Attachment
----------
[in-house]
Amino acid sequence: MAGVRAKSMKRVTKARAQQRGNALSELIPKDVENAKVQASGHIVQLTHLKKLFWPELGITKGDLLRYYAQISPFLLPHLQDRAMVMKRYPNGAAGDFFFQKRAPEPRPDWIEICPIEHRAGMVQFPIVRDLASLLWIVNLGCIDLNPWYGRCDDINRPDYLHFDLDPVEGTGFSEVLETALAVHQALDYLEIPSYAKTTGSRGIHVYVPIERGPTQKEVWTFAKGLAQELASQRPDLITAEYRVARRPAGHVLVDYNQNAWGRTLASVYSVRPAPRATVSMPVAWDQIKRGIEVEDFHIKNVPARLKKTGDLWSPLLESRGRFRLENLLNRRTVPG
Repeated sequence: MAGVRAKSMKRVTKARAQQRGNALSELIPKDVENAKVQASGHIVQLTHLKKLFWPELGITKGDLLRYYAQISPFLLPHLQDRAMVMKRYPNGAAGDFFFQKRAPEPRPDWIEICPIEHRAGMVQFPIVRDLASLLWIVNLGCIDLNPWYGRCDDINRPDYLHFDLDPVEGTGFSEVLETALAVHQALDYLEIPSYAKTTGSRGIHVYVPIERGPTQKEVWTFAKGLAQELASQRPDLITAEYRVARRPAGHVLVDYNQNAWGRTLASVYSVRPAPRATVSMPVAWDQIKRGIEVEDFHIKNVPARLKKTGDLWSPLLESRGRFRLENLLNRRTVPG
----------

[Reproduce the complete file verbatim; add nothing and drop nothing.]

[in-house]
Amino acid sequence: MAGVRAKSMKRVTKARAQQRGNALSELIPKDVENAKVQASGHIVQLTHLKKLFWPELGITKGDLLRYYAQISPFLLPHLQDRAMVMKRYPNGAAGDFFFQKRAPEPRPDWIEICPIEHRAGMVQFPIVRDLASLLWIVNLGCIDLNPWYGRCDDINRPDYLHFDLDPVEGTGFSEVLETALAVHQALDYLEIPSYAKTTGSRGIHVYVPIERGPTQKEVWTFAKGLAQELASQRPDLITAEYRVARRPAGHVLVDYNQNAWGRTLASVYSVRPAPRATVSMPVAWDQIKRGIEVEDFHIKNVPARLKKTGDLWSPLLESRGRFRLENLLNRRTVPG
Repeated sequence: MAGVRAKSMKRVTKARAQQRGNALSELIPKDVENAKVQASGHIVQLTHLKKLFWPELGITKGDLLRYYAQISPFLLPHLQDRAMVMKRYPNGAAGDFFFQKRAPEPRPDWIEICPIEHRAGMVQFPIVRDLASLLWIVNLGCIDLNPWYGRCDDINRPDYLHFDLDPVEGTGFSEVLETALAVHQALDYLEIPSYAKTTGSRGIHVYVPIERGPTQKEVWTFAKGLAQELASQRPDLITAEYRVARRPAGHVLVDYNQNAWGRTLASVYSVRPAPRATVSMPVAWDQIKRGIEVEDFHIKNVPARLKKTGDLWSPLLESRGRFRLENLLNRRTVPG